"Third party" political parties have traditionally been parties with limited platforms such as the Anti-Masonic Party or the Prohibition Party, ones with specific philosophical bases such as various socialist parties, or those coalescing around specific personalities, such as the Progressive (or "Bull Moose") Party centering on former President Theodore Roosevelt. "Third party" is somewhat of a misnomer, as frequently there are more than one operating at a time. Such parties contested the presidential election of 1832 and every one since 1840.
Some of these have been splits from the two major parties (the Democratic-Republican Party which became the Democrats, the other the Federalists then Whigs then Republicans). Splits have produced parties such as the Free Soil Party and the Progressives. Other third parties are complete alternatives to the major parties, including the Socialist, Socialist Workers and Communist Parties, as well as America First, Populist, American Independant, etc. Some have represented specific programs, and others merely discontent. Many of these parties have achieved succes at the local, state and federal levels, especially the Libertarians, although there has been only one third-party president. This was Lincoln in his re-election campaign, running with Democrat Andrew Johnson as his V.P. candidate on the New Republic ticket in 1864. This is usually overlooked, with Lincoln's re-election referred to as Republican with no explanation as to why his V.P. was a Democrat.
Many third-party candidates have been influential and popular figures, such as T. Roosevelt, who took the anti-Big Business Republicans with him to the Progressive Party in 1912, Douglas MacArthur's 1952 campaign and Ralph Nader's campaigns. Without the funds and party machinery of the major parties they have remained unsuccessful. Some "third-party" candidates have actually represented more than one political party in the same election, as MacArthur with the Constitution and America First Parties and Robert LaFollette's 1924 campaign as candidate for both the Progressive and Socialist Parties.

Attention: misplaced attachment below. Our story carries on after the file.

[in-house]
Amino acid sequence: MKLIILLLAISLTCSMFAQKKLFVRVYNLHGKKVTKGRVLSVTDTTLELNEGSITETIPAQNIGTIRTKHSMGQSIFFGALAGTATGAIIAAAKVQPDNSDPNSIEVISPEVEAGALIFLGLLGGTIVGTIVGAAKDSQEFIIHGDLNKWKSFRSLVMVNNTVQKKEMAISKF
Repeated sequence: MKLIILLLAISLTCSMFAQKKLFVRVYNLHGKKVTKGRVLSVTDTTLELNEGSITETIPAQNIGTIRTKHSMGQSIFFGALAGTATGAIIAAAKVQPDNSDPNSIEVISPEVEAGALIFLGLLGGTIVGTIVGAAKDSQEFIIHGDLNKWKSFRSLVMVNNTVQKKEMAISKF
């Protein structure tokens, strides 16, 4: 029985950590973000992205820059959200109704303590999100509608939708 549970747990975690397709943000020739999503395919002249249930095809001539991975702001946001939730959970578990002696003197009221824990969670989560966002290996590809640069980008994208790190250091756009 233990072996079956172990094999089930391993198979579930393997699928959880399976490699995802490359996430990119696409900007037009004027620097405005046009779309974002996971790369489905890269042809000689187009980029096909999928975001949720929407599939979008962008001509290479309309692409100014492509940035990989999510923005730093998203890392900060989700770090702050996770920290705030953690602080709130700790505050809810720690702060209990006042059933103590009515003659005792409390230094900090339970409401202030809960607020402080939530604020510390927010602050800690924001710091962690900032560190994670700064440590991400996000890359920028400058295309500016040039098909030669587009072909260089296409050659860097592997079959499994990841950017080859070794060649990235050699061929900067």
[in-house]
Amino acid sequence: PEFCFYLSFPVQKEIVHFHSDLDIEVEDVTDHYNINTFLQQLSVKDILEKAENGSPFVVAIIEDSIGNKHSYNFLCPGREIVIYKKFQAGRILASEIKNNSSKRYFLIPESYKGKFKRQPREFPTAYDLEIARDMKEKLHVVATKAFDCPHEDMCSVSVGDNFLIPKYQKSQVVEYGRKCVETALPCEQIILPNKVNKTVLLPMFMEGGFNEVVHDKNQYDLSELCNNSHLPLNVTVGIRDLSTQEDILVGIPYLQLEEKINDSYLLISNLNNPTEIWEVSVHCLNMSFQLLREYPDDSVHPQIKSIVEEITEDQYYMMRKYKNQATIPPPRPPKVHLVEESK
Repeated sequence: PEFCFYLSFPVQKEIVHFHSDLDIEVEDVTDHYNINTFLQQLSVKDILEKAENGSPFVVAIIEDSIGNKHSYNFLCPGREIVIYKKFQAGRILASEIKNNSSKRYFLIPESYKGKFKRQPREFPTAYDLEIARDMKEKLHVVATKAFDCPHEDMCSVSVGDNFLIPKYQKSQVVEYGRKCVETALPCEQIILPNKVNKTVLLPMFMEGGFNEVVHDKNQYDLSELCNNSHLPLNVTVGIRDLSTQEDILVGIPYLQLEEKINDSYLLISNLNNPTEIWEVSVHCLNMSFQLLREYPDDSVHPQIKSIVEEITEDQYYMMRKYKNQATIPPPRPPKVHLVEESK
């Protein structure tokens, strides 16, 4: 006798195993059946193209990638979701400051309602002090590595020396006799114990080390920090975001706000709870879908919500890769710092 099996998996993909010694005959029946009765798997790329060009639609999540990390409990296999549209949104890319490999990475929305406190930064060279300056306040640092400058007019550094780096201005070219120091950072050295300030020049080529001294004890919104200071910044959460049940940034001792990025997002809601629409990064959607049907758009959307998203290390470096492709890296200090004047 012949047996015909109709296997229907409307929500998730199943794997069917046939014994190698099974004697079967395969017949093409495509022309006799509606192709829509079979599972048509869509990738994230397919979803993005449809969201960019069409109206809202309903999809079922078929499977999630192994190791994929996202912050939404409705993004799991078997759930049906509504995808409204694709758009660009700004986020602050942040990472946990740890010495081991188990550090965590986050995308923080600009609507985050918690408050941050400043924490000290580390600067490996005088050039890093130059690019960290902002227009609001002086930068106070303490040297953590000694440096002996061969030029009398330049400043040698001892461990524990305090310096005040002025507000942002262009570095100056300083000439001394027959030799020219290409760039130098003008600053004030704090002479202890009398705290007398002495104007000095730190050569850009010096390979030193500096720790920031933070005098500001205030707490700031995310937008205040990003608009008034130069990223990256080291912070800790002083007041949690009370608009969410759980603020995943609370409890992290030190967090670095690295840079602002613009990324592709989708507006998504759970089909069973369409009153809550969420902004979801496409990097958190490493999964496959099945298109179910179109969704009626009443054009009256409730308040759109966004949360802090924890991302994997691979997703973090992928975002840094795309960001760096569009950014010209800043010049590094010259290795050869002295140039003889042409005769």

Some of these groups have influenced the major parties. The Prohibition Party eventually mustered enough support to get the 18th Amendment passed in Congress. Various platform planks of some of these parties have been co-opted by the major parties, such as the central bank and graduated income tax planks of the Communist Party. In 1872 Victoria Woodhull of the Equal Rights Party became the first woman to win a party nomination for president, with Cynthia McKinney of the Green Party in 2008 the most recent. Third party candidates have run the gamut from George Wallace (American Independant), Dick Gregory (Freedom and Peace) and Eldridge Cleaver (Peace and Freedom), all in 1968, to left-winger turned right-winger Lyndon LaRouche, from Strom Thurmond's 1948 run for the States' Rights Party to Benjamin Spock for the People's Party in 1972.
Occassionally third-party candidates have split enough votes from one of the major parties to tilt the election toward the other major party, as in Ross Perot's Independant campaign of 1992 and Ralph Nader's unfortunate 2000 campaign. There have been at least 39 "third parties" in presidential elections and many more in local and state elections. The third link below leads to a list of all (except the New Republic) such parties and their candidates in US presidential elections.